He does make a few global warming references which are a little hard to defend. He implies that the fires in California are caused by manmade global warming – this is probably not true since California has been enjoying an unusually wet climate for several decades and it appears that this current drought is simply going back to status quo.

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IBM, Partner Develop Solar Technology

Wall Street Journal – June 16, 2008

In order to reduce the pollution of our atmosphere, it is imperative that we find other ways of generating electricity. IBM has a long history of inventing computer chip technology and it is good to see that they are going to try and commercialize their developed techniques.

International Business Machines Corp. said it is collaborating with a Japanese semiconductor-equipment maker to commercialize a solar-energy technology developed by IBM scientists.

Tokyo Ohka Kogyo Co. will work with IBM to develop processes and equipment for the production of thin-film photovoltaic solar cells that convert sunlight into electricity. Terms of the collaboration weren’t disclosed, but IBM said it expects to license the technology and, eventually, collect royalties, rather than building its own large-scale, manufacturing capability.

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Wind energy soon might power Sandia and Kirtland

New Mexico Business Weekly – May 23, 2008

Interesting article about good use of natural resources to power federal government facilities.  It is also worth noting that the facility tried to not just use wind but also solar and found that solar was not economical. This subject should be interesting to all that are concerned with global warming and also those that want to make sure that we tap every available option to create energy.

A 30 megawatt wind farm soon could supply a third of the energy consumed by Sandia National Laboratories and Kirtland Air Force Base.

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Federal energy ‘independence’ act threatens to chill solar industry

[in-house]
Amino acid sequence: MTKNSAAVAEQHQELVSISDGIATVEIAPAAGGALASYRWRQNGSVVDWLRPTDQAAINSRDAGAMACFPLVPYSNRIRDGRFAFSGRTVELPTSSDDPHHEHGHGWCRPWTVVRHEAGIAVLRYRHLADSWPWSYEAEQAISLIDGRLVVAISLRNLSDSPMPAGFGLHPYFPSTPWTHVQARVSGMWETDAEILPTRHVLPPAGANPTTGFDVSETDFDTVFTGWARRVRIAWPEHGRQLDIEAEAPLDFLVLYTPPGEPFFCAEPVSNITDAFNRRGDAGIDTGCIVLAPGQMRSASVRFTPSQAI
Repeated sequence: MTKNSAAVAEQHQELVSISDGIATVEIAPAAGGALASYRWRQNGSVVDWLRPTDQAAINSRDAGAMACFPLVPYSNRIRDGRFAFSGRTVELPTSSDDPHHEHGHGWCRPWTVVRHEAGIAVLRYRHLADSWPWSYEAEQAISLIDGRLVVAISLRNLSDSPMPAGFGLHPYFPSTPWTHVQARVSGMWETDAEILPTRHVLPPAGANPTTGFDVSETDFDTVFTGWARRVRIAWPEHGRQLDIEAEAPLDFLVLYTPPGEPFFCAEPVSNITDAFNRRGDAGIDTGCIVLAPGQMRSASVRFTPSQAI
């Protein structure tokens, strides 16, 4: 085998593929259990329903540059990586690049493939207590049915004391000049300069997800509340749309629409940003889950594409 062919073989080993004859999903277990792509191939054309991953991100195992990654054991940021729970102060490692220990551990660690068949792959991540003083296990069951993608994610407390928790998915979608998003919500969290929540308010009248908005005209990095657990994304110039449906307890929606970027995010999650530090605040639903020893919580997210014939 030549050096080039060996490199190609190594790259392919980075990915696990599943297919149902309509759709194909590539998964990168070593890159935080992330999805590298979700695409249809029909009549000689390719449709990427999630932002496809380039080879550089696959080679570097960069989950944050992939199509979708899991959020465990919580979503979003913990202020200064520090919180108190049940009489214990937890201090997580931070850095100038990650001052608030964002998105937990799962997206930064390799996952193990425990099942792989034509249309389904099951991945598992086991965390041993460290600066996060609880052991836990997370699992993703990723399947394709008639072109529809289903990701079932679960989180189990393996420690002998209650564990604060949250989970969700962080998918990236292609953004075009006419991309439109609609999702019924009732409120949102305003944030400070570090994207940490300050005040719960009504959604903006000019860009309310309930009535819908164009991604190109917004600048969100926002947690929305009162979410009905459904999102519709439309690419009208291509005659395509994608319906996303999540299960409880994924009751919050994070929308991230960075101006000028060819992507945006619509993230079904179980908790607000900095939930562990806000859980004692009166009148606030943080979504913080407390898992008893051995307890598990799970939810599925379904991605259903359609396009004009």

December 21, 2007 – Silicon Valley / San Jose Business Journal

The tax subsidies for the solar industry are in danger of expiring. This could be a significant damper on the development of this industry. While I am rarely a proponent of government propping up an industry, I also do not think it is wise to abruptly halt a program which sends that group into a tailspin.

Regardless of your thoughts on global warming, I think we can all agree that we need to reduce our current consumption of energy from other nations, and solar is a possible way to help.

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Read the sunspots

Financial Post – June 20, 2007

As those who read this site regularly know, I am firm believer in more research in the sciences of the global climate. It is important to understand, though, that scientists are people and generally have a position to defend or promote.

This particular study is interesting in that it re-confirms other studies that show an approximate 11 year cycle of climate change. This cycle is similar to the solar sunspot cycle however this does not mean that there is a causality here or is this simply a correlation. The author then adds to the argument by referencing another popular theory of cosmic radiation.